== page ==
Results 1  10
of
176
Efficient Solution Algorithms for Factored MDPs
, 2003
"... This paper addresses the problem of planning under uncertainty in large Markov Decision Processes (MDPs). Factored MDPs represent a complex state space using state variables and the transition model using a dynamic Bayesian network. This representation often allows an exponential reduction in the re ..."
Abstract

Cited by 172 (3 self)
 Add to MetaCart
(Show Context)
This paper addresses the problem of planning under uncertainty in large Markov Decision Processes (MDPs). Factored MDPs represent a complex state space using state variables and the transition model using a dynamic Bayesian network. This representation often allows an exponential reduction in the representation size of structured MDPs, but the complexity of exact solution algorithms for such MDPs can grow exponentially in the representation size. In this paper, we present two approximate solution algorithms that exploit structure in factored MDPs. Both use an approximate value function represented as a linear combination of basis functions, where each basis function involves only a small subset of the domain variables. A key contribution of this paper is that it shows how the basic operations of both algorithms can be performed efficiently in closed form, by exploiting both additive and contextspecific structure in a factored MDP. A central element of our algorithms is a novel linear program decomposition technique, analogous to variable elimination in Bayesian networks, which reduces an exponentially large LP to a provably equivalent, polynomialsized one. One algorithm uses approximate linear programming, and the second approximate dynamic programming. Our dynamic programming algorithm is novel in that it uses an approximation based on maxnorm, a technique that more directly minimizes the terms that appear in error bounds for approximate MDP algorithms. We provide experimental results on problems with over 10^40 states, demonstrating a promising indication of the scalability of our approach, and compare our algorithm to an existing stateoftheart approach, showing, in some problems, exponential gains in computation time.
Reinforcement learning for RoboCupsoccer keepaway
 Adaptive Behavior
, 2005
"... 1 RoboCup simulated soccer presents many challenges to reinforcement learning methods, including a large state space, hidden and uncertain state, multiple independent agents learning simultaneously, and long and variable delays in the effects of actions. We describe our application of episodic SMD ..."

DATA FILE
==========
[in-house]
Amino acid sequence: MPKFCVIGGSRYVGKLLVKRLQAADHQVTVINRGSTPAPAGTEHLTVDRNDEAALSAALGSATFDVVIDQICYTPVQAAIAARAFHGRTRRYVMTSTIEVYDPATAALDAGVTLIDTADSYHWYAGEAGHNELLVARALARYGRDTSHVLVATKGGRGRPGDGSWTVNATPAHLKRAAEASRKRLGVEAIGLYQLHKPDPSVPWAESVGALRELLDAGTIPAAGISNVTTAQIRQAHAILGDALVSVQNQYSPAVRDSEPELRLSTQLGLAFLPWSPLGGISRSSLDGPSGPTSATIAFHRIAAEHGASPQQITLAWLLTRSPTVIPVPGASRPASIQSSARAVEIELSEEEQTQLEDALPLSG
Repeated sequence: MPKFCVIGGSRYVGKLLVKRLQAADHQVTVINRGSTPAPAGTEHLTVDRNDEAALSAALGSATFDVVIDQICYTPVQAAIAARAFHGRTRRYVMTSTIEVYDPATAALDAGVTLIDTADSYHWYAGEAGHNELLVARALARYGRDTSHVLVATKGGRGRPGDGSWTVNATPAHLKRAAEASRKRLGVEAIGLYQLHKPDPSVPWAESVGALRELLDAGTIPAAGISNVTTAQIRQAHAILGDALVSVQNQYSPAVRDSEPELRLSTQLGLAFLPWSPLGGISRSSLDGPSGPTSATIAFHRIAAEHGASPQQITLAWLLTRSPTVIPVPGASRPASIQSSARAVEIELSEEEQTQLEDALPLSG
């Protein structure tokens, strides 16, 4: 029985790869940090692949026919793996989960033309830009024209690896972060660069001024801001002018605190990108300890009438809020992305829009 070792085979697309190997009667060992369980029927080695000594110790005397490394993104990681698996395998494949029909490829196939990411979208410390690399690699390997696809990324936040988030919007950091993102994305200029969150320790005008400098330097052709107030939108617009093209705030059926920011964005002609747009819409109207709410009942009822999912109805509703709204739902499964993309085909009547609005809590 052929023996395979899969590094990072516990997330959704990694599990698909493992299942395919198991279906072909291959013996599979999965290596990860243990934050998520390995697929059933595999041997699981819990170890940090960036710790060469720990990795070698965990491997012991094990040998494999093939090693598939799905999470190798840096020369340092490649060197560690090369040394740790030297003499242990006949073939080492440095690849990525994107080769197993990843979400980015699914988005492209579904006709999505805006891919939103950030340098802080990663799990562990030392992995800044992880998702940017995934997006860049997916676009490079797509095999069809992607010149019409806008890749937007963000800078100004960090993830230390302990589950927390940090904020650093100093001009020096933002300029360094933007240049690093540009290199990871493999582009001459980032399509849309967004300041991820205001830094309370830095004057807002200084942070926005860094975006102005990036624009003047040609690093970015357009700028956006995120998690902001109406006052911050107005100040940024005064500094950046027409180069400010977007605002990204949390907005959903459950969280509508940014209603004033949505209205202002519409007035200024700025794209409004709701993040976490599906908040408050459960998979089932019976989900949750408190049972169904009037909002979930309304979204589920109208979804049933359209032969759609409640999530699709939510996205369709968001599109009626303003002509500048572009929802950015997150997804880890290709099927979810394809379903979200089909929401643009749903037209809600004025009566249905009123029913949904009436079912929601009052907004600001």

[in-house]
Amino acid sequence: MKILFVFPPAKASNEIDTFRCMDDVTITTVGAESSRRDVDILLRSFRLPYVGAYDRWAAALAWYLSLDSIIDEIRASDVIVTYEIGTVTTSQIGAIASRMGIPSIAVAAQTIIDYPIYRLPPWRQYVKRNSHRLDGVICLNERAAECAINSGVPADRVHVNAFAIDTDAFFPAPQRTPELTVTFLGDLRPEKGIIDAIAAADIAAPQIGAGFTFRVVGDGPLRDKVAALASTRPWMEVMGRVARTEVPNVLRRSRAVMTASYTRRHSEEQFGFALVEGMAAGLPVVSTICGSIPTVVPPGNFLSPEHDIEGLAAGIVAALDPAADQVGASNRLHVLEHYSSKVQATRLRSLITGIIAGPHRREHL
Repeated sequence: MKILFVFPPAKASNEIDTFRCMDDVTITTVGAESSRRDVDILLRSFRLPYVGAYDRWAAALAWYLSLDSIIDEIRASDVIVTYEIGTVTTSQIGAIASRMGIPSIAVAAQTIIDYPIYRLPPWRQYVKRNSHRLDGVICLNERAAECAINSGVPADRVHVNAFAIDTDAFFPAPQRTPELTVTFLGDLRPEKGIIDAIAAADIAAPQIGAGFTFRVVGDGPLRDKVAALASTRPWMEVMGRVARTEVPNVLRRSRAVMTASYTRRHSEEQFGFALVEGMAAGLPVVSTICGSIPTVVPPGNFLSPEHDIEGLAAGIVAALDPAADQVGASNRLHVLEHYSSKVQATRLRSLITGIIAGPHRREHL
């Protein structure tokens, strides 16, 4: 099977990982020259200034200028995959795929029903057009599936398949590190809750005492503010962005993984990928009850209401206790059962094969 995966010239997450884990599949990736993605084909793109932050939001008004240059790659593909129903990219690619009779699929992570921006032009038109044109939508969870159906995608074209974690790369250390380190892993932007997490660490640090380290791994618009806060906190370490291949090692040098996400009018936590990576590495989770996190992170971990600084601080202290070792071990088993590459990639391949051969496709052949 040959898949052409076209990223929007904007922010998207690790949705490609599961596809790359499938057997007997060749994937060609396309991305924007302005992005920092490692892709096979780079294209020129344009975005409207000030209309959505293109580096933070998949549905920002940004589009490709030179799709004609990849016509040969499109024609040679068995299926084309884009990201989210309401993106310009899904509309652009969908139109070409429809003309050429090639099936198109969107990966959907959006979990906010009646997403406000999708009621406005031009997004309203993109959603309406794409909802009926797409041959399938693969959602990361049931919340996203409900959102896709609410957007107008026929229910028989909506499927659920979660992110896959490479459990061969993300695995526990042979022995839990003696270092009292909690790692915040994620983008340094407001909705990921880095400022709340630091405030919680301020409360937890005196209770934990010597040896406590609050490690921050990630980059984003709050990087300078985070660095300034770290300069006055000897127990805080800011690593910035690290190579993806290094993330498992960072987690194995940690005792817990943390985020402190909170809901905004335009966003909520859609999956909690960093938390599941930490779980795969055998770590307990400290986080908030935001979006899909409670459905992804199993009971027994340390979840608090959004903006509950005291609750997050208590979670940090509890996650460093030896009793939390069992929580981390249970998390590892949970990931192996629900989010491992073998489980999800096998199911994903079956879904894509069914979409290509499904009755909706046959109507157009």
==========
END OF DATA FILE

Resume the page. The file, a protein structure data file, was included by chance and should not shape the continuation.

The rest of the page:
Abstract

Cited by 134 (36 self)
 Add to MetaCart
(Show Context)
1 RoboCup simulated soccer presents many challenges to reinforcement learning methods, including a large state space, hidden and uncertain state, multiple independent agents learning simultaneously, and long and variable delays in the effects of actions. We describe our application of episodic SMDP Sarsa(λ) with linear tilecoding function approximation and variable λ to learning higherlevel decisions in a keepaway subtask of RoboCup soccer. In keepaway, one team, “the keepers, ” tries to keep control of the ball for as long as possible despite the efforts of “the takers. ” The keepers learn individually when to hold the ball and when to pass to a teammate. Our agents learned policies that significantly outperform a range of benchmark policies. We demonstrate the generality of our approach by applying it to a number of task variations including different field sizes and different numbers of players on each team.
Coordinated Reinforcement Learning
 In Proceedings of the ICML2002 The Nineteenth International Conference on Machine Learning
, 2002
"... We present several new algorithms for multiagent reinforcement learning. A common feature of these algorithms is a parameterized, structured representation of a policy or value function. This structure is leveraged in an approach we call coordinated reinforcement learning, by which agents coordinate ..."
Abstract

Cited by 113 (6 self)
 Add to MetaCart
(Show Context)